For St. John Paul II, the opposite of love is not hatred; rather, the opposite of love is to use someone as a means to our own selfish ends. “Theology of the Body for Beginners”
This is not a topic I feel comfortable writing about but it is a topic I feel God is tugging at me to write about.
Have you read “Theology of the Body for Beginners”? If not, you should hop on Amazon and order it now. This little book contains the greatest secret to love – to give of oneself.
When I read this book, God’s desire for me became so clear. His desire for me is to praise, honor and serve Him (St. Ignatius of Loyola “The Principal and Foundation”) by loving others as He loves me. By loving one another, we are gifts to each other. So why is love a difficult topic to write about? Perhaps is not so much love that’s hard to write about but the affects of distorted love.
Two topics I want to explore: self gratification and pornography, one being the result of the other.
What is self gratification? It is seeking satisfaction for oneself and not considering another. You cannot love someone if your love consists of “what’s in it for me?” This is exactly what our late Pope, St. John Paul II states the opposite of love is. If your expectation is for someone to satisfy your every desire, you will never be full. This kind of love is the definition of lust, “personal inclination,” as defined by Webster. In the “Theology of the Body for Beginners,” Christopher West, states that “only a person who is free from the compulsion of lust is capable of being a true gift to another.” If self gratification is our method of love, then we are using others not loving them and we can never be a gift to another as God desires us to be. We can only love by giving of ourselves to another, through our actions of selflessness. Love becomes an object of lust when we only look for what the other person can do for us in a relationship, how they can satisfy our needs.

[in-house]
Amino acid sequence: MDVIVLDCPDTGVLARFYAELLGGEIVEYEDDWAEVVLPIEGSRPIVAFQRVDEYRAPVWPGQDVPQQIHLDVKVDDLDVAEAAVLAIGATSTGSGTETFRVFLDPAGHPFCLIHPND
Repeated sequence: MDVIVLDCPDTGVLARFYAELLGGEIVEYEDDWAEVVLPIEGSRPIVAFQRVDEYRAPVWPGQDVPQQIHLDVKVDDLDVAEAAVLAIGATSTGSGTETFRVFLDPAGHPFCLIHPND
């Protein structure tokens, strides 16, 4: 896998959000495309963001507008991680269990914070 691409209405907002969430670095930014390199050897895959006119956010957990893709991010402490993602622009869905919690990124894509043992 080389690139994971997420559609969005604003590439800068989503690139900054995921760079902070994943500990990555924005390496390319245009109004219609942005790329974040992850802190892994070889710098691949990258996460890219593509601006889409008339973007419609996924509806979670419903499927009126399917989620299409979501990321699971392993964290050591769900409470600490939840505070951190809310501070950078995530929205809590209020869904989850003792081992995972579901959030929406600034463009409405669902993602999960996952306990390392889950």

Our society has distorted love through the sinfulness of lust. The greatest source of this being pornography. Pornography has desensitized our society in what is moral and what is not. Not too long ago, I was wearing a white ribbon for the end to pornography, a lady at work stopped me in the hall and asked me what the ribbon was for. I told her that it was for the fight against pornography. She looked at me and told me, “but that’s where all the good ideas come from.” I think my face displayed a grave expression of shock. The sad fact is that a large percent of our society thinks that pornography is okay and would respond just as this lady did. Pornography is an act of treating another person as an object for the self gratification of another – the viewers. God never intended us to be used for the purpose of another but to be loved in regards for ourselves. The domino affect from pornography filters into so many areas of our society – human trafficking, sexual abuse, affairs, broken marriages, etc. It is binding the hearts of so many and creating a world of objective love, distorted from the true love of God present in our lives, in the Eucharist.
How do we end pornography? I think it starts with prayer for those engaged in pornography to see it as the object of lust and the opposite of love, to begin to take control of the heart and exhibit love that supports a giving of self instead of taking of another’s dignity. We can also educate our younger generation on the affects of self gratification, of lust and teach them to love as Christ loves. The Sacraments are also another vehicle to ending this plague, by receiving the graces from God, freely given to each of His children, to fight the temptation and desire of self love and lustful desires.
God created us to love one another, not to use one another for our own selfish desires. Emptiness is a result of seeking love through self satisfaction. Let’s pray for fulfillment through the true act of love for one another and an end to a distorted selfish view of love.
If the human heart is a deep well, it is true that murky waters abound. But if we press through the mud and the mire, at the bottom of the well we do not find grime and sludge. We find a spring that, when activated, gradually fills the well to overflowing with pure, living water. This spring is the ‘deeper heritage’ of our hearts. “Theology of the Body for Beginners”